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Summer heat means it's time for a veggie garden checkup

Right now, heat seems to be one of the big challenges facing gardens. Here are tips to keep it in tip-top shape.

COLORADO, USA — Editor's note: The following is an article contributed by the Associated Landscape Contractors of Colorado.

This year, things seem to be happening a little later than usual when it comes to our plants. The late-spring snow and cold June temperatures may have your vegetable garden a little confused. Now is a good time to do mid-season check-up to keep your garden healthy and thriving.

Heat challenges

Right now, heat seems to be one of the big challenges facing gardens. Now is the time to re-evaluate how often you’re watering. Plants might need a little more moisture when there’s a heat wave, so adjust your watering schedule and make sure you’ve got mulch in place to hold in moisture.

Timing is everything

It’s best to water in the morning. Denver Water summer watering rulesask  that you water before 10AM and after 6PM if you have spray heads or a sprinkler. Drip irrigation is also great for your vegetables—you’ll lose less water to evaporation, reduce the risk of humidity blight, and water closer to the roots, where they need it most.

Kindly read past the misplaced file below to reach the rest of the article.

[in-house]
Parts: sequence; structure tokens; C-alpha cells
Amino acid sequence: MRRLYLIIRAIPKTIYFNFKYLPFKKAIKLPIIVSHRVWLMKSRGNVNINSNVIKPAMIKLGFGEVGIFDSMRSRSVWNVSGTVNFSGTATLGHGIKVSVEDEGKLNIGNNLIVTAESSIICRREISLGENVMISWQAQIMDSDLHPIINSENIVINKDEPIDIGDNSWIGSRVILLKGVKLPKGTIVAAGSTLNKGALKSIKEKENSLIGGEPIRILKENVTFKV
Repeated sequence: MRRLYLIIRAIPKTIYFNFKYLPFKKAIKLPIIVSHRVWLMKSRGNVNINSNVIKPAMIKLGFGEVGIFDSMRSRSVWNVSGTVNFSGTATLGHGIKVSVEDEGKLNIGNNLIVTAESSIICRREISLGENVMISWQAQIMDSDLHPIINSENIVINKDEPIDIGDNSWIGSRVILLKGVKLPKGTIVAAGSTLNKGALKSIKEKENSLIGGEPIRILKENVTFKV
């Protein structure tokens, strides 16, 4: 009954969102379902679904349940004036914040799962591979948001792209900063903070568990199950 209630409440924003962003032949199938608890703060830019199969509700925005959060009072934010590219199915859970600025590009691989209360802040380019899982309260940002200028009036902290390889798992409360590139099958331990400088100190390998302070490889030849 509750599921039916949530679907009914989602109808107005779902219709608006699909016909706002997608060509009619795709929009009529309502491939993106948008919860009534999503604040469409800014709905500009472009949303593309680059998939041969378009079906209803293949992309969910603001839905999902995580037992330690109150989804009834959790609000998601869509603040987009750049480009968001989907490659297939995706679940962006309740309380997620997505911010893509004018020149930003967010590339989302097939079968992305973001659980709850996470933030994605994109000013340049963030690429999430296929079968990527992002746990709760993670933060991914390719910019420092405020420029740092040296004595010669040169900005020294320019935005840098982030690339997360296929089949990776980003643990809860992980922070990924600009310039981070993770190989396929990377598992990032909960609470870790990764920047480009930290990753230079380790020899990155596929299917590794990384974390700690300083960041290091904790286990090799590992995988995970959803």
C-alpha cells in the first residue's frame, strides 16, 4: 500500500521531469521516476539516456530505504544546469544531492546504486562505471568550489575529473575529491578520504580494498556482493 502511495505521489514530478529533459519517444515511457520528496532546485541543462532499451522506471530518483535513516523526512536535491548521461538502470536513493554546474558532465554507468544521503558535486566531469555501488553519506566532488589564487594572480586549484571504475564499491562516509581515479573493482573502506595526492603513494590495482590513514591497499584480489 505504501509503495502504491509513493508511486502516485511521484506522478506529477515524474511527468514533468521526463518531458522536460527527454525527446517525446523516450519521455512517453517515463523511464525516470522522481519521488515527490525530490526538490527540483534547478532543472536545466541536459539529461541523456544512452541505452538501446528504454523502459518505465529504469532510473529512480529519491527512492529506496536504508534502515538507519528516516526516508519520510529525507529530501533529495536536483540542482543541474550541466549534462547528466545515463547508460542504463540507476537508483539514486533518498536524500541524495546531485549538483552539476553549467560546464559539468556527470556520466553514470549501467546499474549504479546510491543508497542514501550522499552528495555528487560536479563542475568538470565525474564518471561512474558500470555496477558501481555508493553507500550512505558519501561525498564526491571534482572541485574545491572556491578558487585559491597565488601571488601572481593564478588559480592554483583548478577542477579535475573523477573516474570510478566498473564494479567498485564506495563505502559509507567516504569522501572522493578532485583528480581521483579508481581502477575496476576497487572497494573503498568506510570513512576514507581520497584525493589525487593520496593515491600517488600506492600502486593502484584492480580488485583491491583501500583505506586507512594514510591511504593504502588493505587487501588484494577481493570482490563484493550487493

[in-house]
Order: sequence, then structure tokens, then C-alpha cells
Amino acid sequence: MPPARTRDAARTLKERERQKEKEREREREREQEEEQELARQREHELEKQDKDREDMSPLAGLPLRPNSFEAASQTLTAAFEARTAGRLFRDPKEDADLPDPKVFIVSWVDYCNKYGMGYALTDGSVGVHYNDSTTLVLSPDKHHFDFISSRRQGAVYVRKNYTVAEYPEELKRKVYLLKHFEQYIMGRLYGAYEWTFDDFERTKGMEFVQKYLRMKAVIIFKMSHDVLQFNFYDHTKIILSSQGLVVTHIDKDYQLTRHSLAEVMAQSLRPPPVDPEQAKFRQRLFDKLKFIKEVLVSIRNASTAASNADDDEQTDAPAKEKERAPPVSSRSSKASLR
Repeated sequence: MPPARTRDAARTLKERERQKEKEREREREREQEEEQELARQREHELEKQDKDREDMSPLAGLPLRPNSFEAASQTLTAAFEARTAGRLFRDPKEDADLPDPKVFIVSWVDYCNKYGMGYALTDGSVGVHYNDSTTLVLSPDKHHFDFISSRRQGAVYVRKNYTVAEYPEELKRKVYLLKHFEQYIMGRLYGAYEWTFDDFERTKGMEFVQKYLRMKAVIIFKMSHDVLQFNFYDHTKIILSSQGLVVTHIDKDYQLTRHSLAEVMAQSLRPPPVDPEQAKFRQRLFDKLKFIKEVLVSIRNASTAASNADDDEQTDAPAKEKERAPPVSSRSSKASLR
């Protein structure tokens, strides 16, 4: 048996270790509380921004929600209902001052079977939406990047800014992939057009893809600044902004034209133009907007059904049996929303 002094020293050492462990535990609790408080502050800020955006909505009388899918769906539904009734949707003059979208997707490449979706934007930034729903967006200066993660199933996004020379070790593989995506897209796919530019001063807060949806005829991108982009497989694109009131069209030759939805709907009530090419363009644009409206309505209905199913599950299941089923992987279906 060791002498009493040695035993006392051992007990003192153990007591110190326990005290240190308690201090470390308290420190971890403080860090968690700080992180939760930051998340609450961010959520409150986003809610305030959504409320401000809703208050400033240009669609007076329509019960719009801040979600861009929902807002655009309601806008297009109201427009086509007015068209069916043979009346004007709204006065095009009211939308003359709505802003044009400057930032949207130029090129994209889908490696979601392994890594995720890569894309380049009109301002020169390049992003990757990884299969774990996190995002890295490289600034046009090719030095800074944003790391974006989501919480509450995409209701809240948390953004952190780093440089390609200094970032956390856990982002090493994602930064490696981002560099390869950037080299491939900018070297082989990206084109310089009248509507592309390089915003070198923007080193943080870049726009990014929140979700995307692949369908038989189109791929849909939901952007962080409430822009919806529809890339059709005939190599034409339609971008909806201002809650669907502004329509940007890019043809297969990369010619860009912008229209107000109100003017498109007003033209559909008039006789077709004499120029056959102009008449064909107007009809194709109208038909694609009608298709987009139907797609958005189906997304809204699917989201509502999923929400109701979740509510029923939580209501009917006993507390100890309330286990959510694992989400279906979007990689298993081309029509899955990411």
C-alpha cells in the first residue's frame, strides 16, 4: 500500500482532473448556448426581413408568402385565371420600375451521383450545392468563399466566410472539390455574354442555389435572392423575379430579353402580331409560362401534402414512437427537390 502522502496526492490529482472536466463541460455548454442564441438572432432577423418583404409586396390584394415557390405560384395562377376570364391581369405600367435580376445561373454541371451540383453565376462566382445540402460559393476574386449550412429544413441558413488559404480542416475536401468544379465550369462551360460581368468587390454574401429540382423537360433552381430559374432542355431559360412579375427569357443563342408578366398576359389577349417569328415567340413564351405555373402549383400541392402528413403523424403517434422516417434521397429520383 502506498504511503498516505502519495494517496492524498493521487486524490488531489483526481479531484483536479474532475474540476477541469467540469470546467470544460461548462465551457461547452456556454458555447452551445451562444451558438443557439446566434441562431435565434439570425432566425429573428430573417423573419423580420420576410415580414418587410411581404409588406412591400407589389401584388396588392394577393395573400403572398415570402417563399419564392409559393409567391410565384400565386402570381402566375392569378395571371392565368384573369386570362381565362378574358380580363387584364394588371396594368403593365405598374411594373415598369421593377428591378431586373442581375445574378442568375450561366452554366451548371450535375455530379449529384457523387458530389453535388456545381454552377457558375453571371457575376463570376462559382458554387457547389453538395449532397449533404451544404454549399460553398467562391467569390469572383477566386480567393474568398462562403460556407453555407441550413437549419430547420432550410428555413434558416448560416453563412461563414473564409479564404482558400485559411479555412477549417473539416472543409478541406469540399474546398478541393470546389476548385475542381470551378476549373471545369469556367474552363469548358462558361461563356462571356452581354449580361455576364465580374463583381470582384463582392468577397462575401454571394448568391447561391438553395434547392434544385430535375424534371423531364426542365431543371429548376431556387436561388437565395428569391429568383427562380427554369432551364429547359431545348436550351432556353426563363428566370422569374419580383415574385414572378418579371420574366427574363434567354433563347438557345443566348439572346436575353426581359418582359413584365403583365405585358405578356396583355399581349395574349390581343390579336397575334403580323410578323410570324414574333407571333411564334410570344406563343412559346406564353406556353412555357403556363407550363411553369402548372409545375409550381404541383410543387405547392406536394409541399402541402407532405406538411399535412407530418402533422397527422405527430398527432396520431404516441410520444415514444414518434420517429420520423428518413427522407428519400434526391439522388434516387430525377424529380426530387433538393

Hail recovery continues

Hail damage is always a concern in Colorado, and it’s important to evaluate your plants and decide the best method of care. In some cases, plants were so badly damaged that it might be best to simply start over and replant. But for other plants, a little damage can be easily remedied by pruning or trimming the damaged branches or leaves.

Feed your veggies

Plants can benefit from fertilizing about every two weeks. Corn might need it a little more often; it needs a lot of nitrogen, so it can benefit from a weekly fertilizer.

Control pests

Look for signs of aphids or whiteflies on leaves. You can blast them off with water, while some people use a hand vacuum to remove them. You might need to remove the most infested leaves entirely to help curb pest. Japanese beetles are also showing up the metro area—green beans, raspberries, and roses are some of their favorites. The best method—though it’s not for the faint of heart—is removing them by hand and putting them in in a jar of soapy water. You can try shaking them off first, though they can hang on pretty tightly. Beetle traps are NOT recommended—the lure on the trap can actually attract more beetles to your yard.

Prune your tomatoes

If you are growing tomatoes in your garden, pruning is really helpful. It allows for good air flow—sort of the way you might prune the inner branches of a rose bush to let air circulate. Make sure you are using a trellis or cage to keep them growing upright and allow that air through.

There are landscape professionals who specialize in helping people establish healthy edible gardens in their landscape. You can find one at: alcc.com.


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